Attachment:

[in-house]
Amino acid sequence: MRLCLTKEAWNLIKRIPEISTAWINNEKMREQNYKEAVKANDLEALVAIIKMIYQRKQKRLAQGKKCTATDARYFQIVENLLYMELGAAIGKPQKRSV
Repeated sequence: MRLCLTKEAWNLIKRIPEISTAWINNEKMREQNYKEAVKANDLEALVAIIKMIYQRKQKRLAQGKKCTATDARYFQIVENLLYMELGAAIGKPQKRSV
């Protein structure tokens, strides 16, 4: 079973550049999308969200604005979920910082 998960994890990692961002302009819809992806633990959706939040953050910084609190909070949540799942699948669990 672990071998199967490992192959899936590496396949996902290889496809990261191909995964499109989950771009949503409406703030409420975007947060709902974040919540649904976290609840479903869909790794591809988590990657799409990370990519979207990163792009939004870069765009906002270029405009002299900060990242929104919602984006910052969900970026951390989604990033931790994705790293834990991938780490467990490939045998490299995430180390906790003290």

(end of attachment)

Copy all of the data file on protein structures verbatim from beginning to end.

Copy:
[in-house]
Amino acid sequence: MRLCLTKEAWNLIKRIPEISTAWINNEKMREQNYKEAVKANDLEALVAIIKMIYQRKQKRLAQGKKCTATDARYFQIVENLLYMELGAAIGKPQKRSV
Repeated sequence: MRLCLTKEAWNLIKRIPEISTAWINNEKMREQNYKEAVKANDLEALVAIIKMIYQRKQKRLAQGKKCTATDARYFQIVENLLYMELGAAIGKPQKRSV
């Protein structure tokens, strides 16, 4: 079973550049999308969200604005979920910082 998960994890990692961002302009819809992806633990959706939040953050910084609190909070949540799942699948669990 672990071998199967490992192959899936590496396949996902290889496809990261191909995964499109989950771009949503409406703030409420975007947060709902974040919540649904976290609840479903869909790794591809988590990657799409990370990519979207990163792009939004870069765009906002270029405009002299900060990242929104919602984006910052969900970026951390989604990033931790994705790293834990991938780490467990490939045998490299995430180390906790003290």